Rachid Taha, styled by Guardian music critic Robin Denselow in 2013 ‘the king of Rock’n’Rai’, is a singer, songwriter and political activist who was born in the North African town of Oran (or Sig; depending on whom you believe) in 1958 – a key year in the struggle for independence known as the Franco-Algerian War. Started in 1954 in protest at the long French domination of North Africa following colonisation in 1830, this finally ended in 1962, triggering mass migration to France of individuals in search of a better life. One such was Taha’s father, an impoverished textile worker, who settled in the immigrant community on the outskirts of Lyon in 1968, taking his young son with him. Rachid, who had grown up with a background of Arab street music, or chaabi (‘folk’) – a mixture of Arab/Andalusian music and Flamenco – quickly absorbed Western influences: punk, rock, electronic and techno. He started work in a central heating plant; but by night became a DJ playing a mixture of Arab music, rock, rap and funk. In the late 1970’s he founded a nightclub, Les Refoules, (The Rejects), where he spun ‘mash-ups’ of Arab music, Led Zeppelin, Bo Diddley and the German electronic band Kraftwerk.
By the 1980’s, rai, a style of music fusing Arabic and Algerian folk elements with Western rock, had gained an international reputation. Rachid was influenced by Nass El Ghiwane – the first Arab band to introduce Western instruments like the banjo; sometimes called Morocco’s answer to the Beatles and the Rolling Stones. The belief that North African musical styles and rock’n’roll are closely linked became his trade-mark: something he stresses even today.
In 1982 came a turning-point. Rachid formed a band with friends from the Lyon suburbs: Mohammed and Mokhtar Amini, Djamel Dif and Eric Vaquer. In a mocking gesture towards the authorities, he called the group Carte de Sejour (residence permit) – the identity card granted to immigrants. Inspired by the British punk band The Clash, Taha waylaid them at the Theatre Mogador in Paris and handed them a demo tape. Thinking they had ignored it, months later when he heard Rock The Casbah, he decided that perhaps he had been mistaken. The incident is now part of French rock history.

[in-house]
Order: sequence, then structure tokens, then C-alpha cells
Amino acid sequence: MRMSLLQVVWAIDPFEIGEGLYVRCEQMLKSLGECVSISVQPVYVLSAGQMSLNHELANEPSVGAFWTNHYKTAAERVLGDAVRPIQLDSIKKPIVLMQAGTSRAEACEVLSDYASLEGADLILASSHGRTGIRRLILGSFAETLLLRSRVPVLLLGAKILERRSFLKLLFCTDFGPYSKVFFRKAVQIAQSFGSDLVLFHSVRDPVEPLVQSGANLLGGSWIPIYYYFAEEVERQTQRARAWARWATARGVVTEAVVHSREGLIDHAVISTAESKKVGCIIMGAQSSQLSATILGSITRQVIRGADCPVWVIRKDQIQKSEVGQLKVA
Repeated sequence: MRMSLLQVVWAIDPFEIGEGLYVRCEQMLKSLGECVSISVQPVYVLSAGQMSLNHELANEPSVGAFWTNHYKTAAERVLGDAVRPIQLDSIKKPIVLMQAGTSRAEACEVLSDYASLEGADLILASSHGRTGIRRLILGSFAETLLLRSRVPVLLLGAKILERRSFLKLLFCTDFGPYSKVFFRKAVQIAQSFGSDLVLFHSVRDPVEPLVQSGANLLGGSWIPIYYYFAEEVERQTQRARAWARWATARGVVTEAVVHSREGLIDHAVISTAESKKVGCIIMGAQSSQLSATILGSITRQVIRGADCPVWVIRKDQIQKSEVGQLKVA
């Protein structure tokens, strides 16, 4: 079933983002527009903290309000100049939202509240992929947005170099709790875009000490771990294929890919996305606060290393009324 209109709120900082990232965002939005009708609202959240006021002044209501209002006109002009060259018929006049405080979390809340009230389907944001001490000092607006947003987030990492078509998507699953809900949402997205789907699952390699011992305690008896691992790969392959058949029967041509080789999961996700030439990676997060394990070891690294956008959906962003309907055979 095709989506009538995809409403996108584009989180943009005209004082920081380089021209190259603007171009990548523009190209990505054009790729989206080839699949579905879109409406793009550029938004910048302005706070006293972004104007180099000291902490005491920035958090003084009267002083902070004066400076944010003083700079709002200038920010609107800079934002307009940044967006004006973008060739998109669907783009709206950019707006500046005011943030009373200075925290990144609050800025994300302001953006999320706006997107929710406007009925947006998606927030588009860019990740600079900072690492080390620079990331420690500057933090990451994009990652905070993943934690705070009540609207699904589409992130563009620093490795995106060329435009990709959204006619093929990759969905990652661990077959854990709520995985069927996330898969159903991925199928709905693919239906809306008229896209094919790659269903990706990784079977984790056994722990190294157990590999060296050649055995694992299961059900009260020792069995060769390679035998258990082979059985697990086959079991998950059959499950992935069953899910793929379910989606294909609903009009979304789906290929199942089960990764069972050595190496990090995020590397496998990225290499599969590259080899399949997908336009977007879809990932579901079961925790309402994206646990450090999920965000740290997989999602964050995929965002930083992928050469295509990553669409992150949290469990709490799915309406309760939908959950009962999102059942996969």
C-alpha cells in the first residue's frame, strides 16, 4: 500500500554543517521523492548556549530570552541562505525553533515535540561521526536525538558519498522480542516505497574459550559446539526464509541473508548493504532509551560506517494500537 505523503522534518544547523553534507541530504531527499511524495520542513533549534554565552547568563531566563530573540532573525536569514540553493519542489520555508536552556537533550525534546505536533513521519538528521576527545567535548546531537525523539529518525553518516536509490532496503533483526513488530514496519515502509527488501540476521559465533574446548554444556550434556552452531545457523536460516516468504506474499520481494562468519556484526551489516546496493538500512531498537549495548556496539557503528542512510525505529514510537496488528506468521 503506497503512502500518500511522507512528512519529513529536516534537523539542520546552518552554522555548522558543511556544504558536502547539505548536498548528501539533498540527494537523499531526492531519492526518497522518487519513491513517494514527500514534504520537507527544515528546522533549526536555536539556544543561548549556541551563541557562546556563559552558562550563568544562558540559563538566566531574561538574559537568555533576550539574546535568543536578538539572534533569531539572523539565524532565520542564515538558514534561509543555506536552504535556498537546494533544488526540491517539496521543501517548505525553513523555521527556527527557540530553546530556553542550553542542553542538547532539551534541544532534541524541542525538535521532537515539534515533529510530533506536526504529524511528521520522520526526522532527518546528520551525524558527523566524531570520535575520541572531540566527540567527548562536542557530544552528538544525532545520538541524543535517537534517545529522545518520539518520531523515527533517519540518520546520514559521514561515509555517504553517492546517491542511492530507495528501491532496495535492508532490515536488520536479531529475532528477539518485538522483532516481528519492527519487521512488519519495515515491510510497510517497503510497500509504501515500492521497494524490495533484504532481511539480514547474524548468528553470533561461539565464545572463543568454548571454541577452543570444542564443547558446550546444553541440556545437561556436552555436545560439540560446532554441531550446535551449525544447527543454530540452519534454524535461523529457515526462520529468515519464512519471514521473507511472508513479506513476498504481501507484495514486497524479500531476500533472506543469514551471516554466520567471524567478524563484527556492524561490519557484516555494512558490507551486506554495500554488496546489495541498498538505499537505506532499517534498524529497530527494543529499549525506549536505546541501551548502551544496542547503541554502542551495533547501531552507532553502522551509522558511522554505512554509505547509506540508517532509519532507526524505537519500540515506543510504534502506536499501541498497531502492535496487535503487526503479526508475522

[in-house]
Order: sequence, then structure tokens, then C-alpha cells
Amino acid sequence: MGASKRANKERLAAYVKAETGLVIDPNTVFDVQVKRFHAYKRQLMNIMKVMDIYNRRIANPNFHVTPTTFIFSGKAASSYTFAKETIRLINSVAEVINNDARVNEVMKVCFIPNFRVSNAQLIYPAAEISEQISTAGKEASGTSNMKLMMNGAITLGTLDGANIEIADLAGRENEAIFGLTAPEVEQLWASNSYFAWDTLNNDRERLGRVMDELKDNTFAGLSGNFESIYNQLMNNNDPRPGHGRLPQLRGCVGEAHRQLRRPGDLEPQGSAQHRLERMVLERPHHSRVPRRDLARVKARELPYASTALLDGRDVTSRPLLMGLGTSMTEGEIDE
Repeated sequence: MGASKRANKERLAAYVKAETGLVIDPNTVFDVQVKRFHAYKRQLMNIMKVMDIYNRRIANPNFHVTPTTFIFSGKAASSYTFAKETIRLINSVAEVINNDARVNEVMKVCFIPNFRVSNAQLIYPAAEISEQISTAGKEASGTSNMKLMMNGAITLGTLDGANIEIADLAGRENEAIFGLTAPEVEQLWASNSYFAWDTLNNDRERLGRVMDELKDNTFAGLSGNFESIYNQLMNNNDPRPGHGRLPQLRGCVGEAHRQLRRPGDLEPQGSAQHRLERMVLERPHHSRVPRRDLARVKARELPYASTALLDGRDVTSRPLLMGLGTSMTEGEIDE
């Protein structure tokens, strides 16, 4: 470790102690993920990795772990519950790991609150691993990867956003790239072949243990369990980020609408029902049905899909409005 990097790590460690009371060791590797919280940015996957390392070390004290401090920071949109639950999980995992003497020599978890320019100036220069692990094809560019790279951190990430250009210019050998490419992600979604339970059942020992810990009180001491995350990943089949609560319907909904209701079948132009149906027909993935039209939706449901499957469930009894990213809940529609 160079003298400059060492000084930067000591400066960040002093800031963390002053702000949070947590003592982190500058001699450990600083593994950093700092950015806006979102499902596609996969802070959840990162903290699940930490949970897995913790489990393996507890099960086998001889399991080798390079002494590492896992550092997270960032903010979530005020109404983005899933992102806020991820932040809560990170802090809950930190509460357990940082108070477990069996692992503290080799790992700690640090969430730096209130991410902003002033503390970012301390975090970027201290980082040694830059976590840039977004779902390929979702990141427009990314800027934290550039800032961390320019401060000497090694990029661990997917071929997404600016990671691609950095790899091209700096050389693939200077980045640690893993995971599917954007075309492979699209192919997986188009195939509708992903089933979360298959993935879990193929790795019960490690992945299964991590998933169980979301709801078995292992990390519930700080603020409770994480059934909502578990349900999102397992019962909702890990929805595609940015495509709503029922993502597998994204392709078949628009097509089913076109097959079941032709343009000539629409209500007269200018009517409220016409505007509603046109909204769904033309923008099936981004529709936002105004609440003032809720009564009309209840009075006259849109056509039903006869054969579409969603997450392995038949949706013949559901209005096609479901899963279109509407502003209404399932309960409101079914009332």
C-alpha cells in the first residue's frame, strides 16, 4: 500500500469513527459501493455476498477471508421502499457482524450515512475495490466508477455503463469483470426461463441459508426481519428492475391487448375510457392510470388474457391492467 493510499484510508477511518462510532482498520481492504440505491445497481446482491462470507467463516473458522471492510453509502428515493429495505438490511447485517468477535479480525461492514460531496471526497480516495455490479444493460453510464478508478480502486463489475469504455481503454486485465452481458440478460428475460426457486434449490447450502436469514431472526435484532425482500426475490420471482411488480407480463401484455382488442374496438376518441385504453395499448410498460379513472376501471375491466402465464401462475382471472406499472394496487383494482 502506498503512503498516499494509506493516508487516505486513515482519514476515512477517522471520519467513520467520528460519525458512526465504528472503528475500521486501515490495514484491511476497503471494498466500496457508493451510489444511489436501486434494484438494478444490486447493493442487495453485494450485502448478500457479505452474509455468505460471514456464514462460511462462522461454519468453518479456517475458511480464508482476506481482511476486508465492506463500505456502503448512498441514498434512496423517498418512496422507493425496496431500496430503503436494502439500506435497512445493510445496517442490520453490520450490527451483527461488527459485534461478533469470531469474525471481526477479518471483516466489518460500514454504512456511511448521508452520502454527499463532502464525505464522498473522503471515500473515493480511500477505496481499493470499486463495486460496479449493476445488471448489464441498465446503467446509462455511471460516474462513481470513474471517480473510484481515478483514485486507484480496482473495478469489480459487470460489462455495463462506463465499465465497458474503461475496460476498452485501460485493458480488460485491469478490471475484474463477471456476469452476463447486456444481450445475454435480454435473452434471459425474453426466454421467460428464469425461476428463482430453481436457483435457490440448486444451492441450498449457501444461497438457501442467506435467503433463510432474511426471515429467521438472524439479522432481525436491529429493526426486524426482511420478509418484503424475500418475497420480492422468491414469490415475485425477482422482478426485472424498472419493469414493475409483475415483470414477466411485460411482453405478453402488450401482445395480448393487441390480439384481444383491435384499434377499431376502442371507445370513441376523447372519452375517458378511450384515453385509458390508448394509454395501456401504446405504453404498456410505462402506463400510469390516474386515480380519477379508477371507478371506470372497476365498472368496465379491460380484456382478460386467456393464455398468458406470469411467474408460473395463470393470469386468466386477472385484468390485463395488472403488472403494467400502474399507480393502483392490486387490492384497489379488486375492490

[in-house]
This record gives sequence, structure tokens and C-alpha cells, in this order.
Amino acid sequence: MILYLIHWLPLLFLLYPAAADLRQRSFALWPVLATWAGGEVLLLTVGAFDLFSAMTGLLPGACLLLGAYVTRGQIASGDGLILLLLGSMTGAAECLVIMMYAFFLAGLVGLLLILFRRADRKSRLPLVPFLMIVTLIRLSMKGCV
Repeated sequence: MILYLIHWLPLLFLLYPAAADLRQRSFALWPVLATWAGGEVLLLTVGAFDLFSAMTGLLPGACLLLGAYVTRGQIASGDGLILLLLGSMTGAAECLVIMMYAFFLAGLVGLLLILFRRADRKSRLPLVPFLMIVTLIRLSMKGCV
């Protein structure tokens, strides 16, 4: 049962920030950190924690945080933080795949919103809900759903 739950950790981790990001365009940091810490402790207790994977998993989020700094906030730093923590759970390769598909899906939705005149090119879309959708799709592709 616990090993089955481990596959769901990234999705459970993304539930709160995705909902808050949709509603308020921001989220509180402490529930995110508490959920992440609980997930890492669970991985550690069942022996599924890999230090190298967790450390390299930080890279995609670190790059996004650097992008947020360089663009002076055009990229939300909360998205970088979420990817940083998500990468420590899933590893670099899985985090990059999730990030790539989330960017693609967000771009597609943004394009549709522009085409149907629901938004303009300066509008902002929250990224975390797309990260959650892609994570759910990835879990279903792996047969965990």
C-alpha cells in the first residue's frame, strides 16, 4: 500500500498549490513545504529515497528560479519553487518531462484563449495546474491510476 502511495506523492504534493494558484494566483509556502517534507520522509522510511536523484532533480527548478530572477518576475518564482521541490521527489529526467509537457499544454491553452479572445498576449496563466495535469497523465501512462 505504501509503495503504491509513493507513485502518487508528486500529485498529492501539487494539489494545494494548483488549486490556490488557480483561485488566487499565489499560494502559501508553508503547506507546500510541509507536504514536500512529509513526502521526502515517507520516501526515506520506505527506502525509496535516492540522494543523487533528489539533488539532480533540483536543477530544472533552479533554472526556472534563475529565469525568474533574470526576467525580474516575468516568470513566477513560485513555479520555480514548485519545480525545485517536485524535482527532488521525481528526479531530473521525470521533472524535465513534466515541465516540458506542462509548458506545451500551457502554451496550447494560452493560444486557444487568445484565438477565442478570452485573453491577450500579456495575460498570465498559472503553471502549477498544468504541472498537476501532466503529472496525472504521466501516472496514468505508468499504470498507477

But times were tough, with two years of galere (bitter struggle), as it is known in French, performing on the streets of Lyon. The group released an album, Zabida, followed by Rhorhomanie, produced by British guitarist Steve Hillage, who would become a fixture. Gradually, Carte de Sejour acquired an alternative public, although not everywhere. Record shops often refused to stock them because they did not want Arabs coming into their stores.
And then the breakthrough. In 1986 the group released their landmark album, Douce France. The leading track was a satirical rendering of Douce France, the iconic 1947 song by Charles Trenet often used as a hymn to the French Resistance. Sung with ‘furious irony’, this sneering punk-rock cover of a national classic infuriated many French listeners; especially coming from a ‘scruffy, bohemian-looking Arab singer’, and caused consternation in political circles; even fanning the flames of an emerging National Front, and was banned from the radio. Nevertheless, featuring prominently at a major concert at the Palais des Sports and at the Place de la Bastille during the notorious 1983 ‘Marche des Beurs’ (a national movement raising questions about the status of the ‘Beurs’, or descendants of North African immigrants) it won them the national recognition they had slaved so hard to achieve.
Carte de Sejour disbanded in 1989. But Rachid Taha went on to achieve international cult status as the purveyor of a unique mixture of Arab music and Western rock. Described as ‘wild and rebellious’, he continued to work with Steve Hillage to produce Diwan (Arabic for ‘a collection of Arab and Persian poetry’) (1998), his break-through album as a soloist featuring traditional Arab instruments like the oud alongside Western percussion and ‘sampling’; and Tekitoi (2004), a send-up of the French phrase ‘T’est qui, toi?’ (Who the hell are you?) – according to Robin Denselow, Taha’s ‘most powerful, direct fusion of rock and North African styles to date’: ‘Taha’s blend of anger and angst has been distilled into a set of songs that match crunching guitar chords, simple riffs and angry lyrics (in French and Arabic) with subtle, wailing flourishes of North African embellishment’(Guardian, 2007).